By 1857, the year when Parliament introduced the Matrimonial Causes Act, giving women legal standing to use the Civil Court to seek a divorce for the first time, society was rapidly changing. Most of the population was moving from the countryside into the industrialised cities. The first national census, conducted in 1841, demonstrated that women were working alongside men in the factories amid the beginning of a fledgling Womens Movement. Women would not gain full control of their property until the Married Women’s Property Act 1882, but by the mid-19th century it became clear to Parliament that there was a need for reform, and that divorce should be made accessible to more people.

Thus began the shift from the total legal subordination of married women, who were slaves in all but name, to sexual equality. No longer would a married woman’s person, her property, and her earnings belong to her husband.

During the next 165 years, women would gain freedom from being beaten and raped by their husbands. They would no longer be confined without their consent; they would enjoy joint parental responsibility for their children who could no longer be removed from their care by their husbands – nor would men be able to prevent women from seeing or writing to their offspring.

Same sex couples would be able to marry, and it would become possible for any couple to enter into a civil partnership instead of marriage.

Today no child is in a position whereby he or she can be married under the age of eighteen even with their parents’ consent. Arranged marriages abroad or in the jurisdiction for under 18s cannot be entered into by anyone habitually resident in this jurisdiction – these are deemed forced marriages.

Forced marriages have had criminal sanctions since the introduction of the Anti-Social Behaviour Crime and Policing Act of 2014. However, children were not sufficiently protected from being coerced into marriage while under-age (under 18). The Marriage and Civil Partnership (Minimum Age) Act 2022 will now treat the marriage of any child as a forced marriage.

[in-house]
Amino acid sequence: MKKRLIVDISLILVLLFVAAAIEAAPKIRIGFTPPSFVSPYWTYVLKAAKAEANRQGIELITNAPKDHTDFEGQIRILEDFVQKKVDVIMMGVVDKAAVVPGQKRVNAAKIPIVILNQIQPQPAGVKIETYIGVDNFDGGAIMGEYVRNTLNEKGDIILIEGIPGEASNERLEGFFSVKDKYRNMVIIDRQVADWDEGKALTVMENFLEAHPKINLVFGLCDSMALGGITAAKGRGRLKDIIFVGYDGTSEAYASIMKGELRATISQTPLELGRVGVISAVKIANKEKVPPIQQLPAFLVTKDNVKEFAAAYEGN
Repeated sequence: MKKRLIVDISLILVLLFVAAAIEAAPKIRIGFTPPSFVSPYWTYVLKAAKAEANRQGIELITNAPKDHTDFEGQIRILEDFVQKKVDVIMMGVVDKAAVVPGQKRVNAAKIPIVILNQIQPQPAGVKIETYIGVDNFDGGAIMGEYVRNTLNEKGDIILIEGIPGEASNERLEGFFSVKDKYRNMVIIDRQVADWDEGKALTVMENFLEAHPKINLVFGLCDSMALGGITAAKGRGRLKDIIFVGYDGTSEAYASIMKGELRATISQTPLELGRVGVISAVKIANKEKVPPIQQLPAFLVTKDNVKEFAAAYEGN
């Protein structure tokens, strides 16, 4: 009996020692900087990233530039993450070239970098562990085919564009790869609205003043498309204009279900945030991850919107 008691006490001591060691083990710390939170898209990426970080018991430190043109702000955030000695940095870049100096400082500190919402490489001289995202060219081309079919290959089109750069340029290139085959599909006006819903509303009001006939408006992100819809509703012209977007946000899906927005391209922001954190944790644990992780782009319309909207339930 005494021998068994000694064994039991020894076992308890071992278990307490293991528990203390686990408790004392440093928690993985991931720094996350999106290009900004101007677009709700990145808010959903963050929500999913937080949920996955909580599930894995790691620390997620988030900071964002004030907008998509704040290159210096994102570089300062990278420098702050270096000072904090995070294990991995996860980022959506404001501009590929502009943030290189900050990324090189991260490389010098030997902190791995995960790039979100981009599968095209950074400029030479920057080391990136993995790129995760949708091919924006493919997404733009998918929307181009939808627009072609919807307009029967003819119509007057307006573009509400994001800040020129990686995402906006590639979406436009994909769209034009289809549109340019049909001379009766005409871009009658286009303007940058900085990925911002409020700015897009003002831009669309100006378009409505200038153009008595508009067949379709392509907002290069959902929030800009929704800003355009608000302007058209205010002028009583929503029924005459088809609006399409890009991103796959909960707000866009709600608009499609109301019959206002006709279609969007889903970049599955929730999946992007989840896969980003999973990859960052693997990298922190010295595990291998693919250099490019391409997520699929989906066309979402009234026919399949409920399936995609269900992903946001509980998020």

The Matrimonial Causes Act 1857

The 1857 changes came about as a result of men realizing that absolute authority over married women could not be justified by scripture or by the practical realities of family life.

Social historians struggle to fully explain how this transpired, as earlier advocates for social change such as Mary Astell and Mary Wollstencroft were largely ignored by those in power; instead, they created alienation rather than empathy towards the advancement of women’s rights. However the 1830s,1840s and 1850s saw a more subtle form of intelligent and unthreatening lobbying by such women as Caroline Norton and Barbara Leigh Smith Bodichon.

The Divorce, Dissolution and Separation Act 2020

On 6 April 2022 Parliament brought into force the Divorce, Dissolution and Separation Act 2020 which allows married parties and civil partners the right to divorce or to end a civil partnership on a no-fault basis. When a marriage or civil partnership goes wrong it is no longer necessary to show or prove the wrongdoing of the other party, or to apportion blame, in order to obtain a divorce, dissolution or separation.

The Act has only nine sections.

A marriage or civil partnership can now be ended on the sole ground of irretrievable breakdown. The old Ecclesiastical names for the stages of a divorce, namely the Decree Nisi and the Decree Absolute, are replaced by the Conditional Order and the Final Order – both will be known as Divorce or Dissolution Orders.

Petitioners will now be called Applicants.

The parties to a marriage or civil partnership can apply for a divorce as joint applicants where they both agree that the marriage has irretrievably broken down, albeit a sole applicant can also apply without the other party’s consent.

This book explores the journey which led to the new law, and why it is that, for the first time in our history, both sexes have the freedom to live in a marriage or civil partnership with no intervention from the Church and very little from the State, unless they require the help of the courts.